Two years ago, we had a little girl who was at camp for her first time. Every time she would see me, she would remind me that it was her birthday during the week, and she asked me over and over not to forget. I promised her each time that I would be sure to remember and that we would celebrate it together.
Confession: I knew something that she didn’t. At the camp, we always throw a birthday party for ALL the kids on Thursday night. Many of them have never celebrated their birthdays before, so we get a church to donate enough toys to fill up a large shoebox for each child, make a giant cake, decorate the camp’s mess hall with streamers, confetti and party favors and make sure it’s an event that they will all remember!
When the night of the party arrived, I was excited for her and hoped that she would be pleased with the celebration. Amazingly, none of the older kids had let on about the party, even though they had been to camp several times before. I did my part distracting the kids with some other meaningful activities while the party decorations were completed, and then I got them lined up at the door of the mess hall, ready to go in for their big surprise.
The door opened up, loud cheers and clapping emerged, and the kids bounded inside, high-fiving all the adults and teens that had lined up to greet them! Once past the gauntlet of celebrating big people, the kids found tables and chairs set for the biggest birthday party they had ever seen! Party hats, juice pouches, colorful plates, napkins and plastic ware, noise makers and balloons! Everyone excitedly took their seats and began to explore their table settings while the adults brought them cake and ice cream and sang “Happy Birthday!” to them.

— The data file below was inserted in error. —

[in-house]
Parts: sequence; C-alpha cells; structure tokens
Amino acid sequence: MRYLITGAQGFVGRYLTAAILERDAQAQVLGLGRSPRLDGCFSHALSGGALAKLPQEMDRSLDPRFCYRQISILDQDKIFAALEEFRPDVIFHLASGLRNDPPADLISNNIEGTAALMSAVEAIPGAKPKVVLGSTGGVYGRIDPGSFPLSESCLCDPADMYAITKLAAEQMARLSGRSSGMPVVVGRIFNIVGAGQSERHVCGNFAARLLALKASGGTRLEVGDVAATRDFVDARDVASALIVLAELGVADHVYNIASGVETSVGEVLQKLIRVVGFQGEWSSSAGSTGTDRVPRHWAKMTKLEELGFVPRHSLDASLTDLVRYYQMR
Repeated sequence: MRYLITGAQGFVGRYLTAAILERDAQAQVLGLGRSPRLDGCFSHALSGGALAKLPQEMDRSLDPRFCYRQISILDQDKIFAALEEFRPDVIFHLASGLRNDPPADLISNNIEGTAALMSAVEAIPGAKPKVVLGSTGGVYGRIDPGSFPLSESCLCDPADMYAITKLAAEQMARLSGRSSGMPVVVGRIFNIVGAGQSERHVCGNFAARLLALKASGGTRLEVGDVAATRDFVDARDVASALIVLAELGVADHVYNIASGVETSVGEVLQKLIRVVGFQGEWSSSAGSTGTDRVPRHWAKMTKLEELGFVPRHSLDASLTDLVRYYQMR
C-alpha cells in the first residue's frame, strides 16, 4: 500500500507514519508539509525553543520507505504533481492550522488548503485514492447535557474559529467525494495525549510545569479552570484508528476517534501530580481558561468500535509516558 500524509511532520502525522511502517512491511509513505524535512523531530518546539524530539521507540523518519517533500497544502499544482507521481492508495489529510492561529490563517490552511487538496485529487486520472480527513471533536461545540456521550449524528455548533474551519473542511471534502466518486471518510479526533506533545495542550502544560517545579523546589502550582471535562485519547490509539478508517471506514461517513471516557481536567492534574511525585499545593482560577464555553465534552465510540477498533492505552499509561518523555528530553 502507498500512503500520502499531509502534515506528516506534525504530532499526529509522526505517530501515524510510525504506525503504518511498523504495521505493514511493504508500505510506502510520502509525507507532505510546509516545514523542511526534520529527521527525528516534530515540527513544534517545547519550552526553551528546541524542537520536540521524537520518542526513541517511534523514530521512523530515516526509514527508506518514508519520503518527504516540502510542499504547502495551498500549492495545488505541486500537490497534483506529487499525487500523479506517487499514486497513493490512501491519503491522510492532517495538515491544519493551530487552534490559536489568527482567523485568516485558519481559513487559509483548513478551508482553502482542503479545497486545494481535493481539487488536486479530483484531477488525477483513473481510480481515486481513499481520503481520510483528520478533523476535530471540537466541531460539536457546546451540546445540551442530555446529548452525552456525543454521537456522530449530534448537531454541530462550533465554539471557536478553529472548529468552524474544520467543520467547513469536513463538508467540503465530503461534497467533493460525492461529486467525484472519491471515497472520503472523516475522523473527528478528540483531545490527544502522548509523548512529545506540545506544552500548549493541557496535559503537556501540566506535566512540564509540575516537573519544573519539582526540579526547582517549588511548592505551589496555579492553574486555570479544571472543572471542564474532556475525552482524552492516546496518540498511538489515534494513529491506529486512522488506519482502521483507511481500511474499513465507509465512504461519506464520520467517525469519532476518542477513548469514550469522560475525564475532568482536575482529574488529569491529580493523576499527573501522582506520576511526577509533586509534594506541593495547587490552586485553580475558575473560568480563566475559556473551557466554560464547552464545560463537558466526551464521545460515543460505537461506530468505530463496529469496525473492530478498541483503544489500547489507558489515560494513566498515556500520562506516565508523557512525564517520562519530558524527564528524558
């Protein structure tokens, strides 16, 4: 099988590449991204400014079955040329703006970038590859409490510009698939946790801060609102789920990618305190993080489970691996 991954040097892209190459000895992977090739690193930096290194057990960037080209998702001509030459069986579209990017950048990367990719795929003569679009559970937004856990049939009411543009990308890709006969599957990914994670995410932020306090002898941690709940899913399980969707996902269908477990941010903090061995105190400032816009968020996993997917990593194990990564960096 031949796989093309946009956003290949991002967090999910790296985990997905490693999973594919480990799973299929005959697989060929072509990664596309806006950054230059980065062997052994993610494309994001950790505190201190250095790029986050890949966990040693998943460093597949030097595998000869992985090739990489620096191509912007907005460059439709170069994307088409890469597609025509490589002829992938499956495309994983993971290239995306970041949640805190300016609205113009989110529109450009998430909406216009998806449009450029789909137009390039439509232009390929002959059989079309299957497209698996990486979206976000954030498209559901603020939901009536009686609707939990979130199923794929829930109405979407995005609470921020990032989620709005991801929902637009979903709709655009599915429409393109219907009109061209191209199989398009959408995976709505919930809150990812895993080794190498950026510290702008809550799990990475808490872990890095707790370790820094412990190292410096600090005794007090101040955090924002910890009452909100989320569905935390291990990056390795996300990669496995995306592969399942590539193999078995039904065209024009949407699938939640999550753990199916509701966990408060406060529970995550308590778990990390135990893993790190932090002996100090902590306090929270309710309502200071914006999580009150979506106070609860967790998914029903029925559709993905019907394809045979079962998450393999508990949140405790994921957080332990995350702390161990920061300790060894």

When I went to see the girl after the initial surprise, she caught me off guard. With tears streaming down her cheeks, she said, “Thank you! Thank you! Thank you, Pastor Mike! You remembered!” Over and over. She was quite undone by the grace of it all.
I was a little embarrassed that she thought I was the reason for the party when I had really done nothing except distract the kids while the preparations were being made, but I didn’t want to ruin her moment by saying anything awkward. To her, this was a promise fulfilled and an opportunity to celebrate her birthday for the very first time.
I often think about this moment. It both breaks my heart (for a little girl who had never had the simple gesture of a birthday party), and it humbles me. There were dozens of people more deserving of the credit for her birthday celebration, but God allowed me to be the one that received her appreciation. What I’ve realized is that God often allows us to get the credit for good works that we had very little to do with. If we are honest, He does 99% of the work most of the time. We have little to offer, and we are often selfish about offering what we do have.
I think He uses these moments to remind us of the joy we receive from joining Him in His work. They are an incentive for us to trust Him more with our time, our talents and our treasures, and they soften our hearts toward those in need.
So, in retrospect, I’m not sure if the birthday party that night was more for the little girl or more for me. I suspect God made the appointment for us both.
If you would like to know more about Royal Family Kids’ Camps (which are held in many places around the world), you can visit their website at http://www.rfkc.org.